Who we are (what we are) is often determined by who we’re with.
There Will Be Blood (the novel) begins with There Will Be Blood (the band) causing a stir at the Gwando Awards: physical assault, damage to a gold bottle of Gwando Spunk and stripping the award presenter. When Susan Bekker leads the charge into the green room backstage they discover a very different version of the Belarussian hooligans.
The theme of the third Toten Herzen novel was the deception generated by the way we all have a public and private persona. In the previous novels the theme concentrated on two or three characters, but human nature being what it is meant that everyone in There Will Be Blood had two faces.
Backstage, the band cowered as their manager Mikhail Pushkin took them apart for not sticking to the script. Greater outrages were missed. Pushkin is a crook, a money launderer for Russian arms dealers, but as the novel progresses he loses his grip on his main task (to launder money through the band’s business dealings), and evolves into an impressario determined to go beyond the self-inflicted catastrophes of Toten Herzen.
Blood can’t compete with Toten Herzen, and behind the scenes, in spite of the bravado, the members of Blood have no appetite to take on their stadium-filling rivals. They hate the images presented by their videos and even though lead singer Valken Dobrosiev is a former enforcer for Pushkin, in private he can’t even stomach the site of a body laid out in a coffin.
Inspired by the twin drummers used by Laibach, I decided to include identical twin drummers in the second line-up of There Will Blood. Where most of the characters had two personalities in one body, I inverted the theme by having one personality in two bodies; Sasha and Natasha Pojzerova. (They even hint at the possibility of a third twin Dasha!) The twins are individuals, but in the story they are constantly mistaken for each other, and only people prepared to spend time with them learn who is who, or which is which.
Deliberate deception and deception unawares are distributed across the novel’s cast of characters. Rene is increasingly tired of life in Toten Herzen, confiding in Blood’s second guitarist, the mysterious Romanian Ria Geanescu, possibly the only character who doesn’t present two sides to her personality, possibly by concealing one side from readers as well as characters around her. She can see vampires where others can’t, but in spite of this unexplained ability, Rene still feels she is the only person he can talk to and trust. Through her he gets a glimpse of the real Blood and the fact that they’re no threat to Toten’s dominance, a threat that drives Susan to destructive rage especially when the press start to present Ria as the new Hendrix.
Elsewhere, Interpol agent Bernadette Maldini – imported from the first Malandanti novel Who Among Us… to investigate Susan Bekker – struggles to reconcile her private Catholic beliefs with her professional rejection of the supernatural crimes engulfing her investigations. This blind spot infuriates her partner Pierre Dremba and ultimateley her boss Leonard Thwaite. She will one day open her eyes to the truth, but as Dremba is told, only after she becomes a vampire like the people she’s investigating!
Bernadette’s experiences demonstrate one of my intentions with the TotenSeries: allowing the reader to sneak behind the scenes and witness events denied to many of the characters. Bernadette refuses to believe a levitating ashtray is being carried by a ghost, but the reader knows who the ghost is, where she comes from and what she’s doing in the same room as Bernadette. The conceit is that the reader is always one step ahead of the characters, waiting for the moment when circumstances take an ugly turn.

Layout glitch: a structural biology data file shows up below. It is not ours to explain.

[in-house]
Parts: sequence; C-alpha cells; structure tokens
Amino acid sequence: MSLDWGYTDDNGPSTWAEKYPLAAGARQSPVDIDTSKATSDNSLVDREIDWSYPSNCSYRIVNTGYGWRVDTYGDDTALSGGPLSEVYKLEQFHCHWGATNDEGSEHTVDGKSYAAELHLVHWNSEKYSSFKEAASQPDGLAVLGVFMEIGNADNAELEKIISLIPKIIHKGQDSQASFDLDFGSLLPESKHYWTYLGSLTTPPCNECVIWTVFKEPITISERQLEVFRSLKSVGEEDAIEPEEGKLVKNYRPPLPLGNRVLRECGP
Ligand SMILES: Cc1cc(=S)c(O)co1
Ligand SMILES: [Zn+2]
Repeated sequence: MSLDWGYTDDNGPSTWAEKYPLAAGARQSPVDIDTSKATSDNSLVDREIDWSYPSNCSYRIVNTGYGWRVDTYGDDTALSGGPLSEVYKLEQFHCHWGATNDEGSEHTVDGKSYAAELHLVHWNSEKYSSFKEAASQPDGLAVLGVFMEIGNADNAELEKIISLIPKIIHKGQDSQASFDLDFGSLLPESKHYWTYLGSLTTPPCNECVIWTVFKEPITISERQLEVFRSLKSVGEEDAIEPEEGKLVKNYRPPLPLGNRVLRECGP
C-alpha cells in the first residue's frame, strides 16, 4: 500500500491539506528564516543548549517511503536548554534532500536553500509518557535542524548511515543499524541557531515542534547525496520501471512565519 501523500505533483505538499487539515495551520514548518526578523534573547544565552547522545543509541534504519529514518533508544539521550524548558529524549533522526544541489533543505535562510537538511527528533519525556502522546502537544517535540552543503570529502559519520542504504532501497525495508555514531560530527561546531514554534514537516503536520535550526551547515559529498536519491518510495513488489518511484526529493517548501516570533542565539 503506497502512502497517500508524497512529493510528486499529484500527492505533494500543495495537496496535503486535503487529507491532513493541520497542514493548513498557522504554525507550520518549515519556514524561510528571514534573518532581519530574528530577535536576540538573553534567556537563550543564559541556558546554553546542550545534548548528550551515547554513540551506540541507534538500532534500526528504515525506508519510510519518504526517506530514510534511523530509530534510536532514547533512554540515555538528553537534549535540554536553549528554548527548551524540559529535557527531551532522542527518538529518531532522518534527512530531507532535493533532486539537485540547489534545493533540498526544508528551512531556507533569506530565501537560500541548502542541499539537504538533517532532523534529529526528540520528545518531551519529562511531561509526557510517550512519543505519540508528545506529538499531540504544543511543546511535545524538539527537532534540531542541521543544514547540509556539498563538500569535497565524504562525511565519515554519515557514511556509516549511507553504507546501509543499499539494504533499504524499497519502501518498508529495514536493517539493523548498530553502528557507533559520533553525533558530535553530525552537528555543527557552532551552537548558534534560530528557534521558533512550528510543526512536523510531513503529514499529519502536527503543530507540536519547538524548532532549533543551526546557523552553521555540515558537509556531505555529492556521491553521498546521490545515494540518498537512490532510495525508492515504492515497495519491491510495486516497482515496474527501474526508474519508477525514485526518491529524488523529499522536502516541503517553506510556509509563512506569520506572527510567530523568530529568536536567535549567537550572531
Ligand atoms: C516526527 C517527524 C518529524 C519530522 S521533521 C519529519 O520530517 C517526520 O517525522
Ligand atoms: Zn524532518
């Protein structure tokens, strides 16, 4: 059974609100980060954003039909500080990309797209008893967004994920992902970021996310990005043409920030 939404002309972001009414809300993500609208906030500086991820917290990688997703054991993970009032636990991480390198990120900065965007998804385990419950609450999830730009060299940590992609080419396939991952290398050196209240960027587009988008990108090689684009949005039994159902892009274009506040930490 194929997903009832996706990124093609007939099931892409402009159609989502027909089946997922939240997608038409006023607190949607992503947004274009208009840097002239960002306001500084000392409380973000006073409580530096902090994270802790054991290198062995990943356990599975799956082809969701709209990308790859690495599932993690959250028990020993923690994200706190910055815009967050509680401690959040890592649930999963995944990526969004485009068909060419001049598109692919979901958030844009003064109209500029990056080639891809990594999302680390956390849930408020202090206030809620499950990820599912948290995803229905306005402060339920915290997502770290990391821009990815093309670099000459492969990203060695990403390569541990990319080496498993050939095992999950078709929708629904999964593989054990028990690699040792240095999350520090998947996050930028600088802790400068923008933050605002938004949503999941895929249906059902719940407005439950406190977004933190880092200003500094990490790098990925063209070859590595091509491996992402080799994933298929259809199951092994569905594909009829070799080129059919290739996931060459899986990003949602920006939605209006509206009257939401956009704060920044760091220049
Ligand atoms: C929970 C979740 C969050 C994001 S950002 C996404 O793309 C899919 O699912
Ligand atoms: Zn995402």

The final addition to this installment of the TotenSeries is Frieda Schoenhofer, drifting over from her own Reflections novel The One Rule of Magic. In her own novel we watch as she discovers Rob Wallet’s presence in Monaco leading to several encounters told from her point of view. In There Will Be Blood – the events running concurrently with those of The One Rule of Magic – we see the encounters again, but from Rob Wallet’s point of view. Frieda is the one character that evolves from one state to another and through the eye of Wallet we are left wondering which Frieda we’re watching: the old Malandanti witch, or the new reformed post-Malandanti finder of lost memorabilia collections.
I couldn’t write this novel without including a trick of my own, riffing on the theme of disguises and concealed identities. In Monaco, Wallet teams up with four British ex-pats: Barny Flowers, William Kent, Eric Fleetwood and Albert Cole. To avoid accusations of comedy plagiarism I included a note at the beginning of the book explaining that these four characters were directly based on Keith Floyd, Kenneth Williams, Eric Morecambe and George Cole in his role as television spiv Arthur Daley. Behind each character lurked a real funnyman, my tribute to their deliberate or unintended and fictionalised comedy genius. These four probably won’t make sense to anyone outside the UK, but British readers of a certain age might recognise Eric Fleetwood’s comment to Wallet, “I’ll go and get the Geiger counter . . . It’s in Chesterfield.”
Ultimately, There Will Be Blood disects the reasons for showing different faces to different people. To deceive, to excite, to hide personal flaws, or reject an uncomfortable truth. The quantum-philosophical presence of Sunier and Ronsons’ janomes is never far away, and the synchronous dead and alive existence of Schroedinger’s Cat flows through the narrative waiting for the next collapse of a superposition to throw out another vampire, another ghost, another otherworldly creature.
The one deception we still fall short of explaining, although Bernadette Maldini’s investigation almost pulls away their multiple masks, is who are Toten Herzen?